QCB – Why Is It Better Than Holding?


by | May 11, 2021 | Uncategorized

You know the drill. You need something or have a problem, so you call the handy phone number only to be greeted by a recorded message telling you that all agents are helping other callers, your call is important of course, and it will be answered by the next available agent. Then you put your phone on speaker, set it down, and brace yourself for what could be several minutes of music you’d never listen to voluntarily. Every so often, there’s a pause and your heart skips a beat as you wait to hear a friendly voice, only to be disappointed by the same recording and more music.

As a managed services provider that delivers IT help desk and call center services, we find it frustrating, too. We know how people react — whether it’s hanging up a few bars into the music and calling again later, snapping angrily once the call is finally routed to an agent, or lowering their opinion of the support provider they’re trying to reach. We even track a metric we call “patience” identifying how long people stay on hold on average before they hang up.

What Is QCB?

That’s why Netfor and all our call center clients do our best to keep callers from waiting in a hold queue. We’ve incorporated what’s known as Queue Callback (QCB) technology that gives those callers a better option and significantly improves their experience.

When we know an agent won’t be available within a predetermined amount of time, our system asks the caller if they’d prefer to be called back instead of waiting on hold. It automatically captures their phone number. Then, once the system recognizes an agent is available, it dials the caller, verifies they still want to talk, and connects them with the agent.  All while keeping the callers place in line just as if they continued to hold.

We have found that most callers jump at the opportunity to be called back — and callers who have experienced QCB in the past nearly always choose it when given the option again. Face it, waiting in a hold queue for even a few minutes is annoying. Any longer than that can be excruciating. The caller didn’t budget a large chunk out of their day to listen to hold music. So when they’re given the option for a callback, they can move on to other more enjoyable tasks — whether that’s watching their favorite Netflix show or writing the report that’s due tomorrow — instead of being tethered to an indeterminate period of limbo.

Once they get that callback, they’re happier because the company they’ve called lived up to the promise it made and hasn’t wasted their time. So they’re more receptive to what the agent will have to say. In addition to improving caller satisfaction, QCB can dramatically reduce call abandon rates. We’ve seen abandon rates drop by nearly half after implementing it.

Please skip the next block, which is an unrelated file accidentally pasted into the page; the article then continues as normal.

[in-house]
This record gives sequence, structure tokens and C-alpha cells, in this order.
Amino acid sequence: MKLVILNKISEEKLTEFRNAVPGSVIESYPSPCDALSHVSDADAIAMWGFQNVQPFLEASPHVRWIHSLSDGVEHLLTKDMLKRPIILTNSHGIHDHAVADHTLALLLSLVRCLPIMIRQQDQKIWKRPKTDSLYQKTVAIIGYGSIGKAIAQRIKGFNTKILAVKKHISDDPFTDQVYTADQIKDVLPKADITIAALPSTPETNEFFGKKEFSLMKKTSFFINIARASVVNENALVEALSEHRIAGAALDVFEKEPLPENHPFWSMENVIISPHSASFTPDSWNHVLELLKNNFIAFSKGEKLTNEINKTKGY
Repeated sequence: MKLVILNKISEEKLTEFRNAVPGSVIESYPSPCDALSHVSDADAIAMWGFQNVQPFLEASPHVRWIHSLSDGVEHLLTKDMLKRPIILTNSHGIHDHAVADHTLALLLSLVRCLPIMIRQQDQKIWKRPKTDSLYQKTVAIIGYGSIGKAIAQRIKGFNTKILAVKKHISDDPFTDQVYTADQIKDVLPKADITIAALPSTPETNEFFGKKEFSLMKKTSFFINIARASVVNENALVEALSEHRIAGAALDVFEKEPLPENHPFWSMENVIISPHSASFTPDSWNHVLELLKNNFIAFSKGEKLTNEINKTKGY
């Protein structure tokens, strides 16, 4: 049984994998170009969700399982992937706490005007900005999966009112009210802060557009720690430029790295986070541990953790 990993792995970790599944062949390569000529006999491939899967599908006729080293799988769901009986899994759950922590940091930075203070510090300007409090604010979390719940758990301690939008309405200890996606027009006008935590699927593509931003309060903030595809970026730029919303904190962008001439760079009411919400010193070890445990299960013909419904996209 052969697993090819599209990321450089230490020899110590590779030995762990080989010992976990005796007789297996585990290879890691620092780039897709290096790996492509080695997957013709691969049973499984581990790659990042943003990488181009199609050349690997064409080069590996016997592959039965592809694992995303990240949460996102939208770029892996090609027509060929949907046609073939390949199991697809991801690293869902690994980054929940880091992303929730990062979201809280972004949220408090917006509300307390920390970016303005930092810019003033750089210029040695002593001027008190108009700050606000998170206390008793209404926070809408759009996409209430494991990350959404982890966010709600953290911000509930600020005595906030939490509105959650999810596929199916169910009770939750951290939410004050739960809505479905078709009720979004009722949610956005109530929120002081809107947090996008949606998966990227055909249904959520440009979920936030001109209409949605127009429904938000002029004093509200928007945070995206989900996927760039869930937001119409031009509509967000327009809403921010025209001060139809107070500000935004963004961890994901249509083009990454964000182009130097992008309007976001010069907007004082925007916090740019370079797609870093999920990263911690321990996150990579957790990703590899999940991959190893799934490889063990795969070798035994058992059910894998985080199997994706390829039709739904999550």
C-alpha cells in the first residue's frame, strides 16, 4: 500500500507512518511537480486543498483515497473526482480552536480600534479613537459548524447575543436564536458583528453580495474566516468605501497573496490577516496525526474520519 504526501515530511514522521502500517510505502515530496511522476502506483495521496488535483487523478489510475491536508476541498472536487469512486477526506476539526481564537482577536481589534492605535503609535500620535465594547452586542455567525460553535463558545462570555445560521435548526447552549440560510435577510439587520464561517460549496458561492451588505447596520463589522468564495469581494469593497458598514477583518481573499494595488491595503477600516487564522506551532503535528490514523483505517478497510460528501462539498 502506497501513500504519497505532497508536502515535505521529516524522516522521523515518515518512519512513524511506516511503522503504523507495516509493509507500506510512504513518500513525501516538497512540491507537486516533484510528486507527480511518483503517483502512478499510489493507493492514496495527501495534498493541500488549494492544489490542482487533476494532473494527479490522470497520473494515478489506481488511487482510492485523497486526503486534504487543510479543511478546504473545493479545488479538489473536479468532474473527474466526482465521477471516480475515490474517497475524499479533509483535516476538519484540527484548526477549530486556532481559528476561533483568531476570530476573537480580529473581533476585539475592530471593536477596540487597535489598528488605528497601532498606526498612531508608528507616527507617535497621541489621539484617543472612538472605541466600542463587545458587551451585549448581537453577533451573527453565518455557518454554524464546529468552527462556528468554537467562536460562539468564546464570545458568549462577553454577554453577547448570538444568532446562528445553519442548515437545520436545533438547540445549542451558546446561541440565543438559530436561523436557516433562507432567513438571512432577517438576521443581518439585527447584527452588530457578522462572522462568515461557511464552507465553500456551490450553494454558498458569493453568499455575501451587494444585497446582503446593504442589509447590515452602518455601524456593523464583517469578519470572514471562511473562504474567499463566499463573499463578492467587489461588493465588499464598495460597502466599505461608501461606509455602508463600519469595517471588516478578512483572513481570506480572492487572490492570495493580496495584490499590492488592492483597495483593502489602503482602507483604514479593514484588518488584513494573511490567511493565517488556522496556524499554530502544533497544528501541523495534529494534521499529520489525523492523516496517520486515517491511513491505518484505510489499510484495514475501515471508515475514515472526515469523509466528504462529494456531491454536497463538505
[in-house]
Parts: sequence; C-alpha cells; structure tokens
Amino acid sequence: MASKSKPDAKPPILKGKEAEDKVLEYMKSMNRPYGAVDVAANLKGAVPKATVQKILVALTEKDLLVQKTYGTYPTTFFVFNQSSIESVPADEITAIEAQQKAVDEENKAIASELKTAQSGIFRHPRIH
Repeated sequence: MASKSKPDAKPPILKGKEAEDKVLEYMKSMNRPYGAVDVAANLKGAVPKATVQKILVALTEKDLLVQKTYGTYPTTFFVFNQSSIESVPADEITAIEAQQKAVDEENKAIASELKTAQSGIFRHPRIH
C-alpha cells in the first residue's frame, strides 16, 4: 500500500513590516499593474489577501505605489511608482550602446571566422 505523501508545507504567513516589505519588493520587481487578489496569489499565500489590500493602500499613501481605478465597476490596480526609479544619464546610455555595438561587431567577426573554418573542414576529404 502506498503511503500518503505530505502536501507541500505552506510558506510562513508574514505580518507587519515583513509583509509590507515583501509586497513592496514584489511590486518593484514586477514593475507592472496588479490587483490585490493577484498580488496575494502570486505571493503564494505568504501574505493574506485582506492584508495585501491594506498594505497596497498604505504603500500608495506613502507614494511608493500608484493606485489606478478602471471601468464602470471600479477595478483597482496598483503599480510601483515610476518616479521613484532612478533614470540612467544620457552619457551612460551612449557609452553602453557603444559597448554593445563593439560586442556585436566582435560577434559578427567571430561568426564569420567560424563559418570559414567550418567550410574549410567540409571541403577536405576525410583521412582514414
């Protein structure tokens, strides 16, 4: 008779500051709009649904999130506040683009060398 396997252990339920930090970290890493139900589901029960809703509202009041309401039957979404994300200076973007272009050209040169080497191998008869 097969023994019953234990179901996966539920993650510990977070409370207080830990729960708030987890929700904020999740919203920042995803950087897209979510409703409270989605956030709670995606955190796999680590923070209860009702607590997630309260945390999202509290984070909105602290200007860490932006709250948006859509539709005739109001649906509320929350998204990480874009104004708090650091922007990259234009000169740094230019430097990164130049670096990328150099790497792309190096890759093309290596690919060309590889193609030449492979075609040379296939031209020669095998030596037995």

What Are The Benefits of QCB?

From our perspective, the benefit of QCB is that it allows us to level out spikes in the number of calls and become more efficient at determining the optimal number of agents at certain times of the day. Essentially, we’re simply transforming calls waiting in a hold queue into calls that are lined up and dialed the moment agents become available. It’s a lot like a rain barrel that fills up quickly during a thunderstorm and then releases the water as needed in a manageable flow. There’s another benefit for Netfor that’s also good for the clients we serve. Because QCB makes callers happier, they’re no longer angry when they eventually connect with an agent. Not being screamed at, for example, has a tangible effect on the morale of our agents, which translates into higher staff retention. The more highly experienced our agents, the better the quality of service they deliver on behalf of our clients, which further enhances the caller’s experience.

“It’s a lot like a rain barrel that fills up quickly during a thunderstorm and then releases the water as needed in a manageable flow.”

Given the clear advantages of QCB, some might wonder why we don’t automatically route every incoming call into their QCB system. That’s a bad idea; and here is why. If one of our agents can connect with the caller in little to no time, there’s no point in subjecting the caller to even a brief delay. The key is to understand how much queue time your company’s callers are willing to endure before they start to get antsy. If we’ve tracked a particular client’s caller patience at 2.62 minutes, we may choose to offer the QCB option at the two-minute mark.

Another strategy is making QCB an option. Callers don’t like being forced to do something, even if it benefits them. So present it as a choice, as in: “If you’d prefer, we can call you back at this number as soon as the next agent is available. If you’d like us to call you back, press 1. If you’d prefer to keep holding, press 2.”

What’s the downside of a well-structured QCB strategy? Frankly, we’ve yet to find one. It makes callers happier, improves the experience they have and their opinion of the clients we serve, it strengthens our team’s morale and agent retention, and it makes it easier to optimize our staffing. The only question it raises for us is after seeing its many advantages, why would anyone choose to keep making their customers suffer?

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